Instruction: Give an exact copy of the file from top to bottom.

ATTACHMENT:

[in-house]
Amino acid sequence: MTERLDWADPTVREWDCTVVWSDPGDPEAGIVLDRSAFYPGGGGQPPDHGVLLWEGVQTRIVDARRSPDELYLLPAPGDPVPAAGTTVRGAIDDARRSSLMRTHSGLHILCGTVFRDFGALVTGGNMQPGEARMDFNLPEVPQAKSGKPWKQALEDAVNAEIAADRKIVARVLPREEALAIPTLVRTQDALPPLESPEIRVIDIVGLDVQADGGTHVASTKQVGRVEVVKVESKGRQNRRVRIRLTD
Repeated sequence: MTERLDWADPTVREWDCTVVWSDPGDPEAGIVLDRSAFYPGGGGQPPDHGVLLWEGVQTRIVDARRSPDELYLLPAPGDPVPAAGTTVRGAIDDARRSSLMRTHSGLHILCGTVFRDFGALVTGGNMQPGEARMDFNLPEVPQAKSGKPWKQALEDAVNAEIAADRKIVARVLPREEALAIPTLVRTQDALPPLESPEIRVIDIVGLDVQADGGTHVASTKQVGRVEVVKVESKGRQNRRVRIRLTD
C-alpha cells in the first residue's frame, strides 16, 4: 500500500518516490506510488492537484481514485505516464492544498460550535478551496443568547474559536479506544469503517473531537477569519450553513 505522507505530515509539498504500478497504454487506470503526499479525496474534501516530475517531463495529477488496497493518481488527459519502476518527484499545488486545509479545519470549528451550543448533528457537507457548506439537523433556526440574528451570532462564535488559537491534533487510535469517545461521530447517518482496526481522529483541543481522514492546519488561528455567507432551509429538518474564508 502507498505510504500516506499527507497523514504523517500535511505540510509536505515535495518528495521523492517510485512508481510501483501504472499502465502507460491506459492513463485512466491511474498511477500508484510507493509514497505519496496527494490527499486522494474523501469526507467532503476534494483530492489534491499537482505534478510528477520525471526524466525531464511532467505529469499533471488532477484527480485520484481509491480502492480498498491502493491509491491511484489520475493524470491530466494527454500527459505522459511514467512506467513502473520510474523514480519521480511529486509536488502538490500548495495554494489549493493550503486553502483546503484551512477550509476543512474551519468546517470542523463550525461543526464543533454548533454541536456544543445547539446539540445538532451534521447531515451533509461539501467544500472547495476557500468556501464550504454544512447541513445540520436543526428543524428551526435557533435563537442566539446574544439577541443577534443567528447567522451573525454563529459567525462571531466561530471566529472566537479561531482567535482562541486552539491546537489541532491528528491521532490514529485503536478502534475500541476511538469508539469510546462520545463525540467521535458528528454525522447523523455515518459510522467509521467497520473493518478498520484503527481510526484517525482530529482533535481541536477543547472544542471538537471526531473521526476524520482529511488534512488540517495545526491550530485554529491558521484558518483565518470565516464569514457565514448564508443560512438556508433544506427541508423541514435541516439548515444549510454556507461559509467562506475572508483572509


[in-house]
Amino acid sequence: MTERLDWADPTVREWDCTVVWSDPGDPEAGIVLDRSAFYPGGGGQPPDHGVLLWEGVQTRIVDARRSPDELYLLPAPGDPVPAAGTTVRGAIDDARRSSLMRTHSGLHILCGTVFRDFGALVTGGNMQPGEARMDFNLPEVPQAKSGKPWKQALEDAVNAEIAADRKIVARVLPREEALAIPTLVRTQDALPPLESPEIRVIDIVGLDVQADGGTHVASTKQVGRVEVVKVESKGRQNRRVRIRLTD
Repeated sequence: MTERLDWADPTVREWDCTVVWSDPGDPEAGIVLDRSAFYPGGGGQPPDHGVLLWEGVQTRIVDARRSPDELYLLPAPGDPVPAAGTTVRGAIDDARRSSLMRTHSGLHILCGTVFRDFGALVTGGNMQPGEARMDFNLPEVPQAKSGKPWKQALEDAVNAEIAADRKIVARVLPREEALAIPTLVRTQDALPPLESPEIRVIDIVGLDVQADGGTHVASTKQVGRVEVVKVESKGRQNRRVRIRLTD
C-alpha cells in the first residue's frame, strides 16, 4: 500500500518516490506510488492537484481514485505516464492544498460550535478551496443568547474559536479506544469503517473531537477569519450553513 505522507505530515509539498504500478497504454487506470503526499479525496474534501516530475517531463495529477488496497493518481488527459519502476518527484499545488486545509479545519470549528451550543448533528457537507457548506439537523433556526440574528451570532462564535488559537491534533487510535469517545461521530447517518482496526481522529483541543481522514492546519488561528455567507432551509429538518474564508 502507498505510504500516506499527507497523514504523517500535511505540510509536505515535495518528495521523492517510485512508481510501483501504472499502465502507460491506459492513463485512466491511474498511477500508484510507493509514497505519496496527494490527499486522494474523501469526507467532503476534494483530492489534491499537482505534478510528477520525471526524466525531464511532467505529469499533471488532477484527480485520484481509491480502492480498498491502493491509491491511484489520475493524470491530466494527454500527459505522459511514467512506467513502473520510474523514480519521480511529486509536488502538490500548495495554494489549493493550503486553502483546503484551512477550509476543512474551519468546517470542523463550525461543526464543533454548533454541536456544543445547539446539540445538532451534521447531515451533509461539501467544500472547495476557500468556501464550504454544512447541513445540520436543526428543524428551526435557533435563537442566539446574544439577541443577534443567528447567522451573525454563529459567525462571531466561530471566529472566537479561531482567535482562541486552539491546537489541532491528528491521532490514529485503536478502534475500541476511538469508539469510546462520545463525540467521535458528528454525522447523523455515518459510522467509521467497520473493518478498520484503527481510526484517525482530529482533535481541536477543547472544542471538537471526531473521526476524520482529511488534512488540517495545526491550530485554529491558521484558518483565518470565516464569514457565514448564508443560512438556508433544506427541508423541514435541516439548515444549510454556507461559509467562506475572508483572509